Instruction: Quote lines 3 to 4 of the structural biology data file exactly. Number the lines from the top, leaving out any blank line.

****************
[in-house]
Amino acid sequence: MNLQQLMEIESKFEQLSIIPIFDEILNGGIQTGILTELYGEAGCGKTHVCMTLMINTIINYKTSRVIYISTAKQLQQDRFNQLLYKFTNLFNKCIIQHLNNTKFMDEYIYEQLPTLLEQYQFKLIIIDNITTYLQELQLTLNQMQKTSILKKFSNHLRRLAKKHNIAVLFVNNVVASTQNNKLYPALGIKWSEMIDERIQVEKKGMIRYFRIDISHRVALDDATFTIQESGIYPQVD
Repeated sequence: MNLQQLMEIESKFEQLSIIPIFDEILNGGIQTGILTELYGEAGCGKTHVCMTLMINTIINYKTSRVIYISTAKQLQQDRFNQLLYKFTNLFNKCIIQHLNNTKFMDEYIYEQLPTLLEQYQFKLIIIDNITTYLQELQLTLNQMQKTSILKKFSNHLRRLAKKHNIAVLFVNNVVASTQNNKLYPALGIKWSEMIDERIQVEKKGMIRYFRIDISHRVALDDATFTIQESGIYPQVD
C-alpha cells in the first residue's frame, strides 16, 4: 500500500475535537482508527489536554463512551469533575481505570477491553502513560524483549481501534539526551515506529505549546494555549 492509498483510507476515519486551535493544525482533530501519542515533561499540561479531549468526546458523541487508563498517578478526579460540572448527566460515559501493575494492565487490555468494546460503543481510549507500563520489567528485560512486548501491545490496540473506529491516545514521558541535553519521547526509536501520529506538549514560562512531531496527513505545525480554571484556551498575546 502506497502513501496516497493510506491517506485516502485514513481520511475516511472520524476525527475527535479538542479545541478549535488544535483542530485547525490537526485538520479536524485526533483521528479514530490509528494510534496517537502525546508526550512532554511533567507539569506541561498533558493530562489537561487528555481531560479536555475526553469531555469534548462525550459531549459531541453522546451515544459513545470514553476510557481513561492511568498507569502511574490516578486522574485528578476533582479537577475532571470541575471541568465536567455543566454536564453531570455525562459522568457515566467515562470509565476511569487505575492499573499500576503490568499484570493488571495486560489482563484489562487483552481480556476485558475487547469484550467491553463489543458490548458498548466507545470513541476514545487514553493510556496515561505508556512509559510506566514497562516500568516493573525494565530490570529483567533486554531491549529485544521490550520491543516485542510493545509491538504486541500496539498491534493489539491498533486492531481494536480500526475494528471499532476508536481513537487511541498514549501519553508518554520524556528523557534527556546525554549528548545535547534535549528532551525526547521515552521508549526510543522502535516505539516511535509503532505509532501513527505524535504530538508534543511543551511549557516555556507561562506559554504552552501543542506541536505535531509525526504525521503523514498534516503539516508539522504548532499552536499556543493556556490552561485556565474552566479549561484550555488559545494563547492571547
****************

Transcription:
Repeated sequence: MNLQQLMEIESKFEQLSIIPIFDEILNGGIQTGILTELYGEAGCGKTHVCMTLMINTIINYKTSRVIYISTAKQLQQDRFNQLLYKFTNLFNKCIIQHLNNTKFMDEYIYEQLPTLLEQYQFKLIIIDNITTYLQELQLTLNQMQKTSILKKFSNHLRRLAKKHNIAVLFVNNVVASTQNNKLYPALGIKWSEMIDERIQVEKKGMIRYFRIDISHRVALDDATFTIQESGIYPQVD
C-alpha cells in the first residue's frame, strides 16, 4: 500500500475535537482508527489536554463512551469533575481505570477491553502513560524483549481501534539526551515506529505549546494555549 492509498483510507476515519486551535493544525482533530501519542515533561499540561479531549468526546458523541487508563498517578478526579460540572448527566460515559501493575494492565487490555468494546460503543481510549507500563520489567528485560512486548501491545490496540473506529491516545514521558541535553519521547526509536501520529506538549514560562512531531496527513505545525480554571484556551498575546 502506497502513501496516497493510506491517506485516502485514513481520511475516511472520524476525527475527535479538542479545541478549535488544535483542530485547525490537526485538520479536524485526533483521528479514530490509528494510534496517537502525546508526550512532554511533567507539569506541561498533558493530562489537561487528555481531560479536555475526553469531555469534548462525550459531549459531541453522546451515544459513545470514553476510557481513561492511568498507569502511574490516578486522574485528578476533582479537577475532571470541575471541568465536567455543566454536564453531570455525562459522568457515566467515562470509565476511569487505575492499573499500576503490568499484570493488571495486560489482563484489562487483552481480556476485558475487547469484550467491553463489543458490548458498548466507545470513541476514545487514553493510556496515561505508556512509559510506566514497562516500568516493573525494565530490570529483567533486554531491549529485544521490550520491543516485542510493545509491538504486541500496539498491534493489539491498533486492531481494536480500526475494528471499532476508536481513537487511541498514549501519553508518554520524556528523557534527556546525554549528548545535547534535549528532551525526547521515552521508549526510543522502535516505539516511535509503532505509532501513527505524535504530538508534543511543551511549557516555556507561562506559554504552552501543542506541536505535531509525526504525521503523514498534516503539516508539522504548532499552536499556543493556556490552561485556565474552566479549561484550555488559545494563547492571547